THOUGH many Marylanders have never heard of her, "Mistress Margaret Brent, Spinster" (circa 1600-1670) was the first woman lawyer in America and a fine subject to examine during Women's History Month.
She arrived from England in 1638, accompanied by a sister, two brothers and servants. The high-born Catholic Brents received land from Lord Baltimore (Cecilius Calvert), and the Brent sisters took a 70-acre plot in St. Mary's City, appropriately calling it "Sisters Freehold." (Though accompanied by their brothers, they were economically independent agents and remained so, never marrying.)
Enterprising and financially clever, Margaret Brent prospered, acquiring livestock and much more land. According to historian Mary Beth Norton, single women of means in the Chesapeake colonies fared better than their New England sisters, because the founding principles of these colonies permitted greater independence to single women.
Brent's fame grew also because she was legally astute, persevering in court to recover debts owed her; she held power of attorney for others also, primarily women. In court records for 1642 to 1650, she is named 134 times, mostly as plaintiff, invariably winning her suits.
Her success in business and court were precursory to the political mark she would make. The most remarkable part of her story took place in 1647 and 1648, beginning at the bedside of the dying Gov. Leonard Calvert, brother to Lord Baltimore. With Brent and others present, he named her his sole executor, saying only, "Take all and pay all." It was highly unusual for women to administer the estates of men who weren't their husbands, though landowners regularly represented themselves in court; Calvert's extraordinary request was evidence that he and others held her in high regard.
But Calvert had more debts than money. Among Calvert's creditors was a contingent of Virginia soldiers he had employed to quell Maryland's Protestant revolt. The 17th century was a time of religious civil war in England, and not surprisingly, events in England reverberated in Catholic Maryland. Those who lived through this period called it "the plundering time."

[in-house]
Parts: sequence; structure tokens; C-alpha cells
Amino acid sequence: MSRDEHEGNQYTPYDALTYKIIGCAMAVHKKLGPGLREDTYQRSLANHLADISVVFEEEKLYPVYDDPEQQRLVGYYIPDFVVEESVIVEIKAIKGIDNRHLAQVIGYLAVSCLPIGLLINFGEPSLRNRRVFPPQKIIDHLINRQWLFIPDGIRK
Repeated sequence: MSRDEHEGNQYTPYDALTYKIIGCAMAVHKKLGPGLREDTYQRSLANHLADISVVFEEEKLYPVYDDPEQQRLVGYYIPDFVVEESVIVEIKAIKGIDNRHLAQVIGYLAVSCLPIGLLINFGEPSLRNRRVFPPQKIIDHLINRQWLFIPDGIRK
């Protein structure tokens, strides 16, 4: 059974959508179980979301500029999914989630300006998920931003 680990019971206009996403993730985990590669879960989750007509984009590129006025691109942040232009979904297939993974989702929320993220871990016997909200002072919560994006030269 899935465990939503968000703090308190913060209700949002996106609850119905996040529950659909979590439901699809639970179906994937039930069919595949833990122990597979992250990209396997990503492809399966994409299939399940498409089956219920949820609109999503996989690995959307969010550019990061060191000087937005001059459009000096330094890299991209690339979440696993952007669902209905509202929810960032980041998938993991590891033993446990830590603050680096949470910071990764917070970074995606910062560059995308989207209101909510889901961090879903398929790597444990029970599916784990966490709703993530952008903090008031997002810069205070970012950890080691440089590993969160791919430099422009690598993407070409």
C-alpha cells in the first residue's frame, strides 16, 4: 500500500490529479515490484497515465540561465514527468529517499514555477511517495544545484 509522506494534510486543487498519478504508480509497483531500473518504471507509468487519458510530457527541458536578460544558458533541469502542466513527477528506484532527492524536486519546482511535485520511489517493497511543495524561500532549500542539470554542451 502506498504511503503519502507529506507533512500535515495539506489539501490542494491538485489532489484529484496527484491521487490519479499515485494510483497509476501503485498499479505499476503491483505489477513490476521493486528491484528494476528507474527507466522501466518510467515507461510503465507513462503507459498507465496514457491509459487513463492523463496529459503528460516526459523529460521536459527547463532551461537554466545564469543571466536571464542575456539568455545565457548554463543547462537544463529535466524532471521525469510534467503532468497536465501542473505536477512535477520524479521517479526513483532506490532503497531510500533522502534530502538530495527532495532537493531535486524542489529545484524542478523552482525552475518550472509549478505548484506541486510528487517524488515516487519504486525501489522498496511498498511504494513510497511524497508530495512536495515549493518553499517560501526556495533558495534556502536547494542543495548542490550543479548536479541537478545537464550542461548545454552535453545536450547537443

Protestant rebels sacked the colony of food and other possessions before being routed by those Virginia soldiers now demanding their pay and threatening mutiny in Maryland. When he hired them, Calvert had pledged as security his own estate as well as Lord Baltimore's. So Brent asked the Maryland Assembly for power of attorney over Lord Baltimore's property, too. The Assembly granted her wish, and the soldiers were pacified.
Historians speculate about Brent's intentions in asking for power of attorney over the second property, just as they speculate about the reasons for the invectives Lord Baltimore heaped upon her when he discovered it a year later. Yet, the Maryland Assembly not only defended but praised Brent, informing his lordship that "the Colony was safer in her hands than any man's in the Province, and she rather deserves favor and thanks for her so much concerning [herself] for the public safety."
Brent's success in saving the colony would be followed by a stunning defeat, however. Because she was both a freeholder and Lord Baltimore's attorney, she decided to ask for the right to vote as a member of the Assembly, a right she would have had if she were a man.
Brent even asked for two votes -- one to represent her own interests and one to represent Lord Baltimore's ("Came Mistress Margaret Brent and requested to have vote in the house for herself and voyce also as his Lordship's Attorney").
A major rejection
Some say that in asking this, she was the first woman to demand the right to vote. The moment was rife with political intrigue as well as patriarchal power, and her request was refused outright. Not one to cower, she objected strongly ("this said Mistress Brent protested against all proceedings in this present Assembly, unless she may be present, and have vote as aforesaid"). But to no avail.
After the Assembly refused her the vote, and after Lord Baltimore's reprimand, she abandoned Maryland for Virginia, naming her home "Peace" understandable for one who had lived through "the plundering time" and more.
She would never know that, though she had many successes in life, it was because of her failure to achieve civic rights that history would record "Margaret Brent, Spinster," as one of our founding mothers.
Jo-Ann Pilardi is director of women's studies and a professor of philosophy and women's studies at Towson University.
Pub Date: 3/05/98